Sexual orientation describes an enduring pattern of attraction—emotional, romantic, sexual, or some combination of these—to the opposite sex, the same sex, or both sexes, and the genders that accompany them. These attractions are generally subsumed under heterosexuality, homosexuality, and bisexuality. Asexuality (the lack of romantic or sexual attraction to others) is sometimes identified as the fourth category. These categories are aspects of the more nuanced nature of sexual identity. For example, people may use other labels or none at all. According to the American Psychological Association, sexual orientation also refers to a person's sense of "personal and social identity based on those attractions, behaviors expressing them, and membership in a community of others who share them."
The term sexual preference largely overlaps with sexual orientation, but is distinguished in psychological research. A person who identifies as bisexual, for example, may sexually prefer one sex over the other. "Sexual preference" may also suggest a degree of voluntary choice. This is disputed in terms of sexual formation, as consensus among scholars is that sexual orientation is not a choice. There is no simple, single cause for sexual orientation that has been conclusively demonstrated, but research suggests that it is by a combination of genetic, hormonal, and environmental influences, with biological factors involving a complex interplay of genetic factors and the early uterine environment. Research over several decades has demonstrated that sexual orientation ranges along a continuum, from exclusive attraction to the opposite sex to exclusive attraction to the same sex.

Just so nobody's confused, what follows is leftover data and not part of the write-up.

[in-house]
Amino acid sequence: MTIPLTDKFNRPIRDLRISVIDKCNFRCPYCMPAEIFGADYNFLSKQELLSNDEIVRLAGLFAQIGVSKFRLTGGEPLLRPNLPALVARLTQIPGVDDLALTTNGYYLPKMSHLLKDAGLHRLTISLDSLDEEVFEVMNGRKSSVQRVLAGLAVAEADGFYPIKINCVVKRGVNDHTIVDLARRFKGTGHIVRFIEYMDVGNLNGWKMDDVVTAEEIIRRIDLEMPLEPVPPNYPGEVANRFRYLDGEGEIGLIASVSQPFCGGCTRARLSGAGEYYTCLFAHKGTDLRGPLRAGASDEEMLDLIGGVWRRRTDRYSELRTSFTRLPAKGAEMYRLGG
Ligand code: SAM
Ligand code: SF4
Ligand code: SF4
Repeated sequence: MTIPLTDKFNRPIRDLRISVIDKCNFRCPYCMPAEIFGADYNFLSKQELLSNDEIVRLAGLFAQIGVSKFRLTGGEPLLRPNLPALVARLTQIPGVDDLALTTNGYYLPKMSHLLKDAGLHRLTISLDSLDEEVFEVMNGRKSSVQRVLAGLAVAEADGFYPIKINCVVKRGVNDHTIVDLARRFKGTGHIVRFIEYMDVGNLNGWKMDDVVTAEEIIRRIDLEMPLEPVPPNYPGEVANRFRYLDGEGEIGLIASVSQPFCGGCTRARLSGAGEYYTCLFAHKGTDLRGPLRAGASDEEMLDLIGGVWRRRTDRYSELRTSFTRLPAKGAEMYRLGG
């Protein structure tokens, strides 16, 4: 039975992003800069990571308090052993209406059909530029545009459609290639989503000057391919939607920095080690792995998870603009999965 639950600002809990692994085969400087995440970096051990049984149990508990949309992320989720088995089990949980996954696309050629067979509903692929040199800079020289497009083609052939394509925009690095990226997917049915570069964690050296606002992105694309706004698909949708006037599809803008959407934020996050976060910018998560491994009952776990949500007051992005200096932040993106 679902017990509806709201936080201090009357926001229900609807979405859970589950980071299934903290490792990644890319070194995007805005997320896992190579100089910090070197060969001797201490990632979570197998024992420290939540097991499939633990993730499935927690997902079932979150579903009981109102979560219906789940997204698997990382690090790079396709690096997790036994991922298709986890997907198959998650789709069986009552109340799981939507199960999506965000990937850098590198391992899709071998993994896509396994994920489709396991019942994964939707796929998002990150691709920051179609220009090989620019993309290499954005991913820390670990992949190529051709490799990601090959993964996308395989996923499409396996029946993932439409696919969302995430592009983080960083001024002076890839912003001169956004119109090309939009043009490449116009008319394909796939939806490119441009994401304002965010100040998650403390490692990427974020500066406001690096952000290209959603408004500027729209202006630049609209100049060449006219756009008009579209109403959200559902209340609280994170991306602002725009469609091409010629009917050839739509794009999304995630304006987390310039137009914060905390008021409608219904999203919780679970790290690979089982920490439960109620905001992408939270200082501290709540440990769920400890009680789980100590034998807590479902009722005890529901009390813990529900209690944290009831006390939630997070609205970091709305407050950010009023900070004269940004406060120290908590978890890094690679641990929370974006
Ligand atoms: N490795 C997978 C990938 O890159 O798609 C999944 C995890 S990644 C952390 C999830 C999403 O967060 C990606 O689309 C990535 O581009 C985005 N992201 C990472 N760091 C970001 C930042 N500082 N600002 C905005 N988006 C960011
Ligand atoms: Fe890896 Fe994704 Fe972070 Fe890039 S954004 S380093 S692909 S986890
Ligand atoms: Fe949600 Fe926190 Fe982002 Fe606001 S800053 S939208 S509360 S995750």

While sexual orientation is reported in this article primarily within biology and psychology, including sexology, for reports within anthropology and history, including social constructionism, see the section on other explanations, and Sexual orientation and culture.